The Duga Radar in the Chernobyl Exclusion zone was one of two Soviet ‘over-the-horizon’ radar systems, built in the 1970s to allow the Soviet authorities to detect missile launches in the west as soon as they occurred. The second Duga Radar was located in eastern Siberia, and together the two radars granted the Soviets the capacity to detect missiles launches from anywhere in the world.
The Duga Radar transmitted a 10 Hz signal at 10 MW, producing a tapping noise on shortwave radio bands all across the world and earning itself the nickname ‘the Russian Woodpecker’ as a result. To NATO, who knew early on about the existence of the radar system, it was known as the ‘steel yard’ or ‘steel work’, a named derived from the receiver’s appearance.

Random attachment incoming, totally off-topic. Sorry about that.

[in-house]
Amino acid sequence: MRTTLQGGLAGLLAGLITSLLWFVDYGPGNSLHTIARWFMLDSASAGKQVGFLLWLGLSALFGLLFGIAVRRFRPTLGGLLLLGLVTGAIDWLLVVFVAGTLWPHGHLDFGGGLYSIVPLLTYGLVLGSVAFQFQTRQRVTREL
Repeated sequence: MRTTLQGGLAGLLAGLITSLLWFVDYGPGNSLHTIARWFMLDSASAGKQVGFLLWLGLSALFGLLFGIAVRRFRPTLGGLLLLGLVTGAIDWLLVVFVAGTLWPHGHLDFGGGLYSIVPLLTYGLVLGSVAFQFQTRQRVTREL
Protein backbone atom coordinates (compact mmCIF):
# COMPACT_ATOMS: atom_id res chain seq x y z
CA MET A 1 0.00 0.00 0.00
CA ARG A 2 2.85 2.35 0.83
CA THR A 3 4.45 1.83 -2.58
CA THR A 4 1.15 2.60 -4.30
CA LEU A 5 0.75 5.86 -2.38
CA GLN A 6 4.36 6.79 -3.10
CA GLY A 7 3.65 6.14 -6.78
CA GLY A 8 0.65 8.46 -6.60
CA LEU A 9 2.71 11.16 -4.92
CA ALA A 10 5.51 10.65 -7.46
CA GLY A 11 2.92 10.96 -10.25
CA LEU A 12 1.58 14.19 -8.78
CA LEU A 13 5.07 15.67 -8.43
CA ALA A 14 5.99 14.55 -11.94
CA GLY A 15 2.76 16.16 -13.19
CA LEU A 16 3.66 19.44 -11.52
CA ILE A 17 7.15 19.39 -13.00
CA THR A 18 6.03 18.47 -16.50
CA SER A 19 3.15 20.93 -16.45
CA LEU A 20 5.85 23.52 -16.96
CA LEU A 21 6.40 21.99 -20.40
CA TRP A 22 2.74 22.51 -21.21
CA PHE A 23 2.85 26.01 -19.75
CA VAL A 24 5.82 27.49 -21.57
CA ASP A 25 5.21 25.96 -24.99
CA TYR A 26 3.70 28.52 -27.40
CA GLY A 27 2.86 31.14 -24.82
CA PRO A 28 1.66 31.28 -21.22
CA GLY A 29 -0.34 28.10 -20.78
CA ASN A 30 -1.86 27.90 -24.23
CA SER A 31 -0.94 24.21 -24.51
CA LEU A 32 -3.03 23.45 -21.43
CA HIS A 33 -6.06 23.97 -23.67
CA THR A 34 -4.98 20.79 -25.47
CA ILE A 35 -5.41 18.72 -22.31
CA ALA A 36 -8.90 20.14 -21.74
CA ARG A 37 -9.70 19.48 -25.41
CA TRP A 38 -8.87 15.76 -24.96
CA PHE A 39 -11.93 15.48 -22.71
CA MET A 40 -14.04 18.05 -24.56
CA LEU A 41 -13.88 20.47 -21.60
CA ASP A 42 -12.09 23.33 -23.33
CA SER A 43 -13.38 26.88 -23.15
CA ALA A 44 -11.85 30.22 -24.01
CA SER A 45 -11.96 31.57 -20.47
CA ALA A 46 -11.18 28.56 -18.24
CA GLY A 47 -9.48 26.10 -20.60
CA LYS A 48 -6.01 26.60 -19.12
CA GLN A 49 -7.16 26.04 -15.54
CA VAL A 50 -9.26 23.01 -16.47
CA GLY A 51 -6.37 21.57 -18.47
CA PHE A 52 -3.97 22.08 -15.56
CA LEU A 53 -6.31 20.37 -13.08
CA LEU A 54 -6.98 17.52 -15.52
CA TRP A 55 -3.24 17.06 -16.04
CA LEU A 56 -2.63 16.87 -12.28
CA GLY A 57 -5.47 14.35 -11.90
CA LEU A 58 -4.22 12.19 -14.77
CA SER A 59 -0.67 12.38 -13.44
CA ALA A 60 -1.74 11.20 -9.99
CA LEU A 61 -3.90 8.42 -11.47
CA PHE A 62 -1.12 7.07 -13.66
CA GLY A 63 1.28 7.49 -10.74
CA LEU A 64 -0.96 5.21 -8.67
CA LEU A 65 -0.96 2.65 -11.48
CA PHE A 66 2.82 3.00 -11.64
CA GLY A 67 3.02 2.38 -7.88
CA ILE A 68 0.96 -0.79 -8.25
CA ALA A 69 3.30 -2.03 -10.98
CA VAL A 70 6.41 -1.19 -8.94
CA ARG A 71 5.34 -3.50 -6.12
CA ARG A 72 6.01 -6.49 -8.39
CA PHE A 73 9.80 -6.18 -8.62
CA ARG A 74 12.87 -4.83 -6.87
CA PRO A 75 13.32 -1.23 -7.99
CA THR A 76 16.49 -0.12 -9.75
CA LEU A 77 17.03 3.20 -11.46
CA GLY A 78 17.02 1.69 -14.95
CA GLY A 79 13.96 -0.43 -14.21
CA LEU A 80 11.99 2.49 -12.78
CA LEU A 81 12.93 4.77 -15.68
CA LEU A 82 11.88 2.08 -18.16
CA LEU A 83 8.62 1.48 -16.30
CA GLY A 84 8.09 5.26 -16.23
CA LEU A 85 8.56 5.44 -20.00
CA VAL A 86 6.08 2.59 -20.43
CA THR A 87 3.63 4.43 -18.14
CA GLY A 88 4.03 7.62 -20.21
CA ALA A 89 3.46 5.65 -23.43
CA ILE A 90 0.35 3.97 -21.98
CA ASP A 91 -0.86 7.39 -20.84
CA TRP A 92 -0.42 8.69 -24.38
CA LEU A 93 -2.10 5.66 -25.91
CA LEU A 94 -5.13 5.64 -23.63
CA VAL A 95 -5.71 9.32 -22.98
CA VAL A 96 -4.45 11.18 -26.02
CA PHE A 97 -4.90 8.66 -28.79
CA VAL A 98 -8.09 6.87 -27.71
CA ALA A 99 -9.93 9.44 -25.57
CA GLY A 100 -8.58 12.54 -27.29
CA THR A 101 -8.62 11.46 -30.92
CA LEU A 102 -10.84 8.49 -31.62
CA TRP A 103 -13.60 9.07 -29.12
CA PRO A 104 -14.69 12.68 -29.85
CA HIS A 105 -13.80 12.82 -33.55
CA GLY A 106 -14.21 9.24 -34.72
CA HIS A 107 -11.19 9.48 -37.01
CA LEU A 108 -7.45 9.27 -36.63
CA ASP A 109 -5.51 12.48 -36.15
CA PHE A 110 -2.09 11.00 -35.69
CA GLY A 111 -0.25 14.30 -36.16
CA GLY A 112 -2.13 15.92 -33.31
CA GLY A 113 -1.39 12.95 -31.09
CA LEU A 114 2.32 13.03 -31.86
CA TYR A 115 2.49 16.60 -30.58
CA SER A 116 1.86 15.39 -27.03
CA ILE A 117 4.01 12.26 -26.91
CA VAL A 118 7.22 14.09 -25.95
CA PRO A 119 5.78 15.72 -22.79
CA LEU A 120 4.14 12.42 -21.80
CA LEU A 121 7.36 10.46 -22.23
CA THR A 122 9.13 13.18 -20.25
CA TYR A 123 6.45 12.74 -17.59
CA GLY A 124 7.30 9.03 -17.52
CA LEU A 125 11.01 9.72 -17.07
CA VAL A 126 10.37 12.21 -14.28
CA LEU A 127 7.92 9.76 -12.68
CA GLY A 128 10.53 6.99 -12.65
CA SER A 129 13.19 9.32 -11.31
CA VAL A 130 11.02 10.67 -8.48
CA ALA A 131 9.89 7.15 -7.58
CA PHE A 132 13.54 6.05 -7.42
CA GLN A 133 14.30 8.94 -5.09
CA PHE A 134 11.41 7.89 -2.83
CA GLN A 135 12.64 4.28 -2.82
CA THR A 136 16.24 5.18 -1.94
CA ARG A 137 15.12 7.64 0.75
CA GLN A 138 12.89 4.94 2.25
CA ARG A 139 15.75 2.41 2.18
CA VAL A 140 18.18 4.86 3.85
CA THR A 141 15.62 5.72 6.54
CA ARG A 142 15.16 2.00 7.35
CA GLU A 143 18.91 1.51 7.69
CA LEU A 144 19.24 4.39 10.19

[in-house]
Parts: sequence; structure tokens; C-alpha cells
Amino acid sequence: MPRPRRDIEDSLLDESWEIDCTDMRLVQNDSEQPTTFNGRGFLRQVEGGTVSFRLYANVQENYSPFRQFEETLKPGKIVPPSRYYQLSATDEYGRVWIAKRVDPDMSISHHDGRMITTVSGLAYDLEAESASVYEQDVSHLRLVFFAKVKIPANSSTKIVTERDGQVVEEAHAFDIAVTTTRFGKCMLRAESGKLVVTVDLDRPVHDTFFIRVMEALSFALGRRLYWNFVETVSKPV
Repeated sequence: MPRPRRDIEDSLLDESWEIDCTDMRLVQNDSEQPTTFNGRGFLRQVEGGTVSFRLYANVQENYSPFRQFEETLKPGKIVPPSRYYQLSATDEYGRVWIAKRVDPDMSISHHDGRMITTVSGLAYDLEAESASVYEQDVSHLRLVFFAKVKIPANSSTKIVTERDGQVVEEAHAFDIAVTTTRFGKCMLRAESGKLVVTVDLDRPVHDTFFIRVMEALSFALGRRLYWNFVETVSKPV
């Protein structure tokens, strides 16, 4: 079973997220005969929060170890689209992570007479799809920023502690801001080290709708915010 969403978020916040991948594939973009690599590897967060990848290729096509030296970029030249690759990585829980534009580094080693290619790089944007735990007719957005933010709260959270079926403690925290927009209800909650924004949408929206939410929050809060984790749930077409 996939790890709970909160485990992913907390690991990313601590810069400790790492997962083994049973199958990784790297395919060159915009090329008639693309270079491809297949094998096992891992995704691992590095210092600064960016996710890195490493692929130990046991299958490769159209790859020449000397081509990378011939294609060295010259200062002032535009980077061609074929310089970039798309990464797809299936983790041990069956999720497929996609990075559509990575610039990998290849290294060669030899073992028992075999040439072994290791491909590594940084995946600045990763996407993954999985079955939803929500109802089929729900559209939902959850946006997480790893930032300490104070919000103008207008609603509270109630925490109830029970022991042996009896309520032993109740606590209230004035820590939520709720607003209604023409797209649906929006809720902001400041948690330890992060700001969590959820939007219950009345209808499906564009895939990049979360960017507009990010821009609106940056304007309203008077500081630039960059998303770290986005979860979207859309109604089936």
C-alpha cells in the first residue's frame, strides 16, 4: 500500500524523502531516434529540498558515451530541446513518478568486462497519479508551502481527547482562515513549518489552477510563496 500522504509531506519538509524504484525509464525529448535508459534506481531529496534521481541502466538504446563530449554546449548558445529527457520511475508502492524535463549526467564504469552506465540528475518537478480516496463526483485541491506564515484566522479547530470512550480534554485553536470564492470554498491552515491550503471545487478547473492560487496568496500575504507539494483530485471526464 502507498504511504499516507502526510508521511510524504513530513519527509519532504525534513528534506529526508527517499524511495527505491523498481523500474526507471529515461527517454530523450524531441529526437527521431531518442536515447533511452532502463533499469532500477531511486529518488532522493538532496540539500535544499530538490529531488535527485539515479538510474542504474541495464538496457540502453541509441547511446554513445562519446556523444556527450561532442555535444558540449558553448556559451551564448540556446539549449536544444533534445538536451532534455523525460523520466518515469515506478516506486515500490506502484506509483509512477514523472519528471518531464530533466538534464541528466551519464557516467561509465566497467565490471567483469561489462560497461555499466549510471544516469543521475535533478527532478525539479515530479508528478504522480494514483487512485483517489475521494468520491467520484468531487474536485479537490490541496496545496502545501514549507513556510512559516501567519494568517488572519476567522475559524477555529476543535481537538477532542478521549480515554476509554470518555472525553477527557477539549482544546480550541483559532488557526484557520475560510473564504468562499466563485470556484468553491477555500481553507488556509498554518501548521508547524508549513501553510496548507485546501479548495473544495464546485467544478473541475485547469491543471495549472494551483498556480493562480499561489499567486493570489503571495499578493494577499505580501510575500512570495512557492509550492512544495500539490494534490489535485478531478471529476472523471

In 1989, the Duga Radar stopped transmitting, the reasons for which have never been disclosed. The barracks are today abandoned and guarded by soldiers of the Ukrainian army, while the receiver – at over 100 meters tall and 750 metres long – casts an imposing over the forest of the Chernobyl Exclusion Zone.
Duga Radar Barracks & Murals
The Duga Radar was a huge military instalation and required round the clock administration. Hundreds of soldiers of the Red Army were based at the barracks on site. As was typical for military bases in the Soviet Union, the walls of the builldings were decorated with Soviet Realist murals.